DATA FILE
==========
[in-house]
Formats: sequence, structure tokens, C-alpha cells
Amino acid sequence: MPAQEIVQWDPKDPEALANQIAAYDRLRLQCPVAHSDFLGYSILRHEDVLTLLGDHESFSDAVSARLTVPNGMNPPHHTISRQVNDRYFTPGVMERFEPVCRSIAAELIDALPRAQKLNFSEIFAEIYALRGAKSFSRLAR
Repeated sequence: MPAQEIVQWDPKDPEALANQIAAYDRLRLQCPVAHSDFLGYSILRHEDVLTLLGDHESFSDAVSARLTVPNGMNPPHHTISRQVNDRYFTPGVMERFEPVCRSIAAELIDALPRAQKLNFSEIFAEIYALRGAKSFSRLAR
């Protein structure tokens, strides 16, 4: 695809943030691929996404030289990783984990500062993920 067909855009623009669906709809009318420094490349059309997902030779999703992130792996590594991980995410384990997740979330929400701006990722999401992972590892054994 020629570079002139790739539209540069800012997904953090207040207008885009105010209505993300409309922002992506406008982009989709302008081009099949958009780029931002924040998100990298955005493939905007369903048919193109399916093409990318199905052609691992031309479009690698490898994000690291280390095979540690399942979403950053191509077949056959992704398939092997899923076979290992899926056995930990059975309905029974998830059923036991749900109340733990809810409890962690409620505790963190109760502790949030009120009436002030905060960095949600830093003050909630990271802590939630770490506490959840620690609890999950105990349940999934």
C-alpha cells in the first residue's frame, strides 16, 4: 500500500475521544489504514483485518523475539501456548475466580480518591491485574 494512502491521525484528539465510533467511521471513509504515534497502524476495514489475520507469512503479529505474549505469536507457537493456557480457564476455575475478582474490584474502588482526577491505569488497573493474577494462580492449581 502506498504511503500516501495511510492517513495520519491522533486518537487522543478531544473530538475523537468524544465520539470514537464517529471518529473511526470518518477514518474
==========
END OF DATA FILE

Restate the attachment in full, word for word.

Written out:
[in-house]
Formats: sequence, structure tokens, C-alpha cells
Amino acid sequence: MPAQEIVQWDPKDPEALANQIAAYDRLRLQCPVAHSDFLGYSILRHEDVLTLLGDHESFSDAVSARLTVPNGMNPPHHTISRQVNDRYFTPGVMERFEPVCRSIAAELIDALPRAQKLNFSEIFAEIYALRGAKSFSRLAR
Repeated sequence: MPAQEIVQWDPKDPEALANQIAAYDRLRLQCPVAHSDFLGYSILRHEDVLTLLGDHESFSDAVSARLTVPNGMNPPHHTISRQVNDRYFTPGVMERFEPVCRSIAAELIDALPRAQKLNFSEIFAEIYALRGAKSFSRLAR
């Protein structure tokens, strides 16, 4: 695809943030691929996404030289990783984990500062993920 067909855009623009669906709809009318420094490349059309997902030779999703992130792996590594991980995410384990997740979330929400701006990722999401992972590892054994 020629570079002139790739539209540069800012997904953090207040207008885009105010209505993300409309922002992506406008982009989709302008081009099949958009780029931002924040998100990298955005493939905007369903048919193109399916093409990318199905052609691992031309479009690698490898994000690291280390095979540690399942979403950053191509077949056959992704398939092997899923076979290992899926056995930990059975309905029974998830059923036991749900109340733990809810409890962690409620505790963190109760502790949030009120009436002030905060960095949600830093003050909630990271802590939630770490506490959840620690609890999950105990349940999934």
C-alpha cells in the first residue's frame, strides 16, 4: 500500500475521544489504514483485518523475539501456548475466580480518591491485574 494512502491521525484528539465510533467511521471513509504515534497502524476495514489475520507469512503479529505474549505469536507457537493456557480457564476455575475478582474490584474502588482526577491505569488497573493474577494462580492449581 502506498504511503500516501495511510492517513495520519491522533486518537487522543478531544473530538475523537468524544465520539470514537464517529471518529473511526470518518477514518474